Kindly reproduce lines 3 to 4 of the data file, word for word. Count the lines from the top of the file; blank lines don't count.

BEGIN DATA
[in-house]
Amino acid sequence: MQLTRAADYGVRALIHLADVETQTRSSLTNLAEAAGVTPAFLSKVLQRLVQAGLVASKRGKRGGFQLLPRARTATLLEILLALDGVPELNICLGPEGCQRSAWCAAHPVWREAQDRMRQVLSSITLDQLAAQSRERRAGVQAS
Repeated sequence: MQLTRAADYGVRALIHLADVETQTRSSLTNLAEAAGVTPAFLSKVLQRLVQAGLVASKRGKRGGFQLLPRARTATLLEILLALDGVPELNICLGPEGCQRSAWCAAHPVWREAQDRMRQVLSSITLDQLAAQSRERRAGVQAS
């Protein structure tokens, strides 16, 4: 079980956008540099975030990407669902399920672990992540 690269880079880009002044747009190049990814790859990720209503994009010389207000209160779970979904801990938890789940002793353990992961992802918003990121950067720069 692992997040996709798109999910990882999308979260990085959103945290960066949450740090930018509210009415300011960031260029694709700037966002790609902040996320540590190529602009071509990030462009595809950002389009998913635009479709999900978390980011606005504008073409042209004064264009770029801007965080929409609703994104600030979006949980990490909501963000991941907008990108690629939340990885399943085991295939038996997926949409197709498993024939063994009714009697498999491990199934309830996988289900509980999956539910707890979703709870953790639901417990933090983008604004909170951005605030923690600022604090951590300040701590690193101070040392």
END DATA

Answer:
Repeated sequence: MQLTRAADYGVRALIHLADVETQTRSSLTNLAEAAGVTPAFLSKVLQRLVQAGLVASKRGKRGGFQLLPRARTATLLEILLALDGVPELNICLGPEGCQRSAWCAAHPVWREAQDRMRQVLSSITLDQLAAQSRERRAGVQAS
């Protein structure tokens, strides 16, 4: 079980956008540099975030990407669902399920672990992540 690269880079880009002044747009190049990814790859990720209503994009010389207000209160779970979904801990938890789940002793353990992961992802918003990121950067720069 692992997040996709798109999910990882999308979260990085959103945290960066949450740090930018509210009415300011960031260029694709700037966002790609902040996320540590190529602009071509990030462009595809950002389009998913635009479709999900978390980011606005504008073409042209004064264009770029801007965080929409609703994104600030979006949980990490909501963000991941907008990108690629939340990885399943085991295939038996997926949409197709498993024939063994009714009697498999491990199934309830996988289900509980999956539910707890979703709870953790639901417990933090983008604004909170951005605030923690600022604090951590300040701590690193101070040392």